...and my first Michelin starred meal, which would have been the highlight of yesterday, until Donovan's last minute goal...
Anyways, I was talking with George from MIT over lunch and he mentioned having awesome soft shelled crab at a restaurant at the top of One Peking Road in Tsim Sha Tsui. When it came up in conversation with my mom after work, she knew immediately which restaurant that was - Hutong - since she had wanted to take me there. And so then we went, having snagged a 9pm reservation.
Hutong, named after the narrow alleys and gray courtyard housing in Beijing (very cool, by the way, if you get a chance to wander through before they're all torn down by developers), is on the 28th floor and has a sweeping view of Victoria Harbour that in itself makes for a great experience. It's very much a concept restaurant, part of the Aqua Restaurant group and fashioned to look like Imperial China. Usually this would be quite cheesy and artificial, but I think they pulled it off well.
They had a special menu recently redone that was a celebration of the restaurant's receiving a Michelin star for 2010. I didn't realize before this that the restaurant even had a star - and even one is a pretty big deal in the food world. And because I can't resist taking pictures of my food... hence, plenty of documentation. At first I thought it might be rude or - cough - uncouth, but I saw the waitstaff helping other tables take pictures, so I figured a camera was less than foreign to them.
One note on the waitstaff: they were some of the most gracious hosts and extremely attentive. If you even attempted to pour your own tea, someone would rush over and do it for you. They were enthusiastic and polite to the T (or "ah," in Canto), also trying their best to answer non-food inquiries, like how to get from Dong Chung to Tai-O or what music was playing in the background.
As an amuse-bouche (or maybe just a pre-meal snack, which is common in Chinese restaurants), they had pickled vegetables with edamame. My mom loves Chinese pickles, so this was one of her favorite parts of the meal actually. The tea was osmanthus flower, which was quite fragrant and delicious.
The appetizer was a little trio : asparagus coated with a sweet and spicy sauce (maybe a tangy oyster? not sure) and sesame; abalone carpaccio with spring onions, shredded raw onion and cilantro (v. good); and sliced scallops with pomelo (related to grapefruit). So far so good.
The first course was followed by a second of seafoods : prawns with Sichuan peppers and chilis ("ma" and "la" flavors, respectively), scallions, and celery (v. good); and cod fillet (really tasted like Chilean sea bass) with deep fried fermented beans. The shrimp was more flavorful and all around a better dish, although the combination of the two together was a nice complement. I also liked the juxtaposition of the melt-in-your-mouth fish with the crunchy beans, although it was a bit too oily.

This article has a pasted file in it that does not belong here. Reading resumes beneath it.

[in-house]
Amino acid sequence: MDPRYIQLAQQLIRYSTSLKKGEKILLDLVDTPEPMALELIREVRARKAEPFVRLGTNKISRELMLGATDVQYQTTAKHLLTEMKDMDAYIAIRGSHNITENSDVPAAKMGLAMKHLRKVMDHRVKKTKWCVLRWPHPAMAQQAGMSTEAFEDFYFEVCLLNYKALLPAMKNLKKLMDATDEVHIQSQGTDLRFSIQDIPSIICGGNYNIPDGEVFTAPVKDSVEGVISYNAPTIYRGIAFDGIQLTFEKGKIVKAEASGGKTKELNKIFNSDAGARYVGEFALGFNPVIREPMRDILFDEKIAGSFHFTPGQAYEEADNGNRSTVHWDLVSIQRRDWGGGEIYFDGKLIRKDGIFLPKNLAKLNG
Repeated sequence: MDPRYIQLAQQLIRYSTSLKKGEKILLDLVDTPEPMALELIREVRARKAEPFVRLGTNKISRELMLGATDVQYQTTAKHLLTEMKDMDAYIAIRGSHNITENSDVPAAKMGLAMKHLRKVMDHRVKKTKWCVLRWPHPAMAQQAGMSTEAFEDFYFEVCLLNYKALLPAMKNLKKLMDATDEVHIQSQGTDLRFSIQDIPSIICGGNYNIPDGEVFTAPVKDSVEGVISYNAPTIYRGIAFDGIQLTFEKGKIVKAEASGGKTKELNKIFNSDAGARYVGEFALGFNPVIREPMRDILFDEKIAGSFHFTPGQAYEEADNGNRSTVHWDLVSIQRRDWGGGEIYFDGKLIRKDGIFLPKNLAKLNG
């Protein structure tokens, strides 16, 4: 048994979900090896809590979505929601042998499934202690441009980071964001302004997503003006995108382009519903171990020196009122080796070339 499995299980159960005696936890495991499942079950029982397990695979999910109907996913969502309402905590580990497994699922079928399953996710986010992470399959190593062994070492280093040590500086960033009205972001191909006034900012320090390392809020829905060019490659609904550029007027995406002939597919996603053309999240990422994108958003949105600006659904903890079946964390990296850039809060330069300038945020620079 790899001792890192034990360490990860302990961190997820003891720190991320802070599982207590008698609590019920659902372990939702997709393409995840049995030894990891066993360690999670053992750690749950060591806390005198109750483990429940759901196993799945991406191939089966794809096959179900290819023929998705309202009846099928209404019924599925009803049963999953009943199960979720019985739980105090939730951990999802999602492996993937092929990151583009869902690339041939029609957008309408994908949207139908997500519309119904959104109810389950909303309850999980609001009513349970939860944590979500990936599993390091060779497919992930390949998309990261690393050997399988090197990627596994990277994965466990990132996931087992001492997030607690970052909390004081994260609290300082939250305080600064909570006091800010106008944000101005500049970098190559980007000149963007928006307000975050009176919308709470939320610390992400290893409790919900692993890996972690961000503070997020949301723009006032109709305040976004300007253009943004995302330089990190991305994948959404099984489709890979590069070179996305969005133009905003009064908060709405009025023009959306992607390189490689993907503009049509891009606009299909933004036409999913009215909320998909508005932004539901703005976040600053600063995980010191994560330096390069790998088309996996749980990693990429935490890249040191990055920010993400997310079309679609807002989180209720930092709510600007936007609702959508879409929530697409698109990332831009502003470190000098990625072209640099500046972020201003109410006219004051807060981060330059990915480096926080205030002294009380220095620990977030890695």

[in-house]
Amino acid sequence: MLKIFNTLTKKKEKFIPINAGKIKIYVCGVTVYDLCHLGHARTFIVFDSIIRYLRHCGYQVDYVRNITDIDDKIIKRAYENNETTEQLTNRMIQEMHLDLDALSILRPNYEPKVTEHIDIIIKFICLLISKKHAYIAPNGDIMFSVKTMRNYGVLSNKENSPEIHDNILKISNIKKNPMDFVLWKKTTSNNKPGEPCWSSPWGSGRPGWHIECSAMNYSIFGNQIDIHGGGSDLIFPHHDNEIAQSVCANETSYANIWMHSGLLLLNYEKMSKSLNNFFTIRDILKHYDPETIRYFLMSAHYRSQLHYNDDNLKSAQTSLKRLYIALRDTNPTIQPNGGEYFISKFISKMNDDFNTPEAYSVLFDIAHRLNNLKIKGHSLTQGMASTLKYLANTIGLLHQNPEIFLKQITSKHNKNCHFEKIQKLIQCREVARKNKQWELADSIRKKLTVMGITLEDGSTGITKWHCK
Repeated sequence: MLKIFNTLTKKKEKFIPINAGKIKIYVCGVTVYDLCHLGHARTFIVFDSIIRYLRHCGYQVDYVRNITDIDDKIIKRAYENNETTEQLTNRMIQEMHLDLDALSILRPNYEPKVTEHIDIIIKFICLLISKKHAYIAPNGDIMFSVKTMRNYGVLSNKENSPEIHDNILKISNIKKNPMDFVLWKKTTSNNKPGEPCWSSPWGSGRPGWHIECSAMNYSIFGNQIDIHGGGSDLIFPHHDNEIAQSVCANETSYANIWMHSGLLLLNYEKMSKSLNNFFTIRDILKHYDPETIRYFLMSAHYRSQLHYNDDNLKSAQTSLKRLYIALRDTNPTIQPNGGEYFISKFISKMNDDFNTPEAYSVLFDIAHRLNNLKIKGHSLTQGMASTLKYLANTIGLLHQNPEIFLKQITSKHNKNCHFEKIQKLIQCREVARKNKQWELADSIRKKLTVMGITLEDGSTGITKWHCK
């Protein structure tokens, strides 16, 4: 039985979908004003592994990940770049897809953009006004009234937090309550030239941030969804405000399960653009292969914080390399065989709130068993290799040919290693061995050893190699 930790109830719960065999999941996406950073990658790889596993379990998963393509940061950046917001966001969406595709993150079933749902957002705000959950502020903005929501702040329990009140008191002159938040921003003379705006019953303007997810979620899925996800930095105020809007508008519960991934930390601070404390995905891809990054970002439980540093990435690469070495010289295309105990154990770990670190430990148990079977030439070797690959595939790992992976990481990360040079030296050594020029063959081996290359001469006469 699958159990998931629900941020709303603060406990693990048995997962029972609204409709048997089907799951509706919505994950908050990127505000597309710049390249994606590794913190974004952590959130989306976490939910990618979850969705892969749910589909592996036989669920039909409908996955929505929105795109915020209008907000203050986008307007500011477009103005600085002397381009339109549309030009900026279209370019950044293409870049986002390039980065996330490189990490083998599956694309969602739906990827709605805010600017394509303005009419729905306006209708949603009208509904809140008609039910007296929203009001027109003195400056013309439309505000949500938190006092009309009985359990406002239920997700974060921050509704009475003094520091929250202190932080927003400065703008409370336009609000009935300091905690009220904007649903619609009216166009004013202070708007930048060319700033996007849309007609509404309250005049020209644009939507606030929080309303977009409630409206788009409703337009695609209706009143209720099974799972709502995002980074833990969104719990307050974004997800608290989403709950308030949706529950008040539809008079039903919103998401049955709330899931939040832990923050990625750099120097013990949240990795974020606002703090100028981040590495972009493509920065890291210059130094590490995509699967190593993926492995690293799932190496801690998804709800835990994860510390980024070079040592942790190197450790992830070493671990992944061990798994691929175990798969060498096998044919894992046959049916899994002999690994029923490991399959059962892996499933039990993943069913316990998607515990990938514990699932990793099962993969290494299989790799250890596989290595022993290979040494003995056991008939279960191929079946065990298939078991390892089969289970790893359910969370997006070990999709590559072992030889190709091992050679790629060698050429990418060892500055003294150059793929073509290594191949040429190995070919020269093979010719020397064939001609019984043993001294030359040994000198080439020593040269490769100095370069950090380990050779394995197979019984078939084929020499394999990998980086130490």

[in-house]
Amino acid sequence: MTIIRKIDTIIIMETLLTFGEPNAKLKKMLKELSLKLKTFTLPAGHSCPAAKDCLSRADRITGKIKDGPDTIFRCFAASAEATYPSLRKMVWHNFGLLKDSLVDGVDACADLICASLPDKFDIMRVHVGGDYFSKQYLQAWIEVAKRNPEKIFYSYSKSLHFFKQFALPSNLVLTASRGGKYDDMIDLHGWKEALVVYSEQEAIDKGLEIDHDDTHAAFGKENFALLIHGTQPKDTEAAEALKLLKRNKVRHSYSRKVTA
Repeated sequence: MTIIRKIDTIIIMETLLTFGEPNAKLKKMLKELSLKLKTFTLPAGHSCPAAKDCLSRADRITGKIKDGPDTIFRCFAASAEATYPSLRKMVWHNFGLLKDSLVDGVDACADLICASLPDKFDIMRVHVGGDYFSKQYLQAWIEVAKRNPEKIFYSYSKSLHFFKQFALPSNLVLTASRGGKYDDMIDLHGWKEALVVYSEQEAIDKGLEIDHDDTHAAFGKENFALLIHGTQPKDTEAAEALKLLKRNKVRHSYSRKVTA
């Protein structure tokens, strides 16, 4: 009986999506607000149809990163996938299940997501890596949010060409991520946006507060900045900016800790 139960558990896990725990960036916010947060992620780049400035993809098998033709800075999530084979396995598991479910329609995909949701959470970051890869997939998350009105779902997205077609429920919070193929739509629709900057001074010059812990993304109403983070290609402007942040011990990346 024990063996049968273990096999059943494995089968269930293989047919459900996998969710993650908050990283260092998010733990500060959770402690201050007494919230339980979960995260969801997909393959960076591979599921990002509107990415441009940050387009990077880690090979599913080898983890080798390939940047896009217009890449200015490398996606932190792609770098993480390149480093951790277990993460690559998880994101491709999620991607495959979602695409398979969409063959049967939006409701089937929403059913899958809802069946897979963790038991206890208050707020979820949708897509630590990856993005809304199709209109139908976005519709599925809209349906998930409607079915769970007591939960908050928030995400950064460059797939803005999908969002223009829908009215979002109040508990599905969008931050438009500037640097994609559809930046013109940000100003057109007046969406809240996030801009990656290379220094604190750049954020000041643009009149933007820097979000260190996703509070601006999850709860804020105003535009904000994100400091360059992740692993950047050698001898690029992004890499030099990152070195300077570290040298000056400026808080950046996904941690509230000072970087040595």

The crispy deboned lamb served Peking duck style with a side of garlic sauce was also v. good, although by this time I was already feeling pretty full. For the price, it's nice to feel more than full and then be able to pack food away rather than shelling out your wallet and leaving with a stomach still wanting food.
The last dish is listed "vegetable" but is certainly not vegetarian: stir fried green beans with minced pork, dried baby shrimp, and garlic. This is usually one of my favorite things to eat no matter what restaurant, but sadly - my stomach doesn't have enough capacity to eat more than a few bites. Tasty, yet a bit oily.
Dessert consisted of apple spring rolls (or "fingers") with date syrup as dipping sauce, and ginger ice cream. The ice cream was far superior, since it had little fragments of ginger in it and tasted great. The spring rolls were ok but didn't have that much taste, even when dipped in the syrup.
So was it worth it? In terms of price, I always think that food could be cheaper, and this was quite a tasty meal but not the best I've had. In terms of experience, I'm glad we did it, for the food as well as the atmosphere. It's fun being able to enjoy quality food, but I'm also glad my palate hasn't been so spoiled as to reject the normal burger and fries and simpler fodder. Quality over price and quantity is my motto. I also wouldn't be able to rationalize (well, head or heart) eating such expensive meals more than just on special occasions, conscience-wise, but once in a while, an indulgence.
28/F, One Peking Road
Tsim Sha Tsui, Kowloon
- Other Michelin-starred restaurants in Hong Kong
- A funny (and sad, in the "oh rich people") commentary on the "low brow"-ing of the HK-Macau Michelin guide.
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- feeling : like my eyes are permanently glazed open from staring at the computer all day
- weather : rain rain rain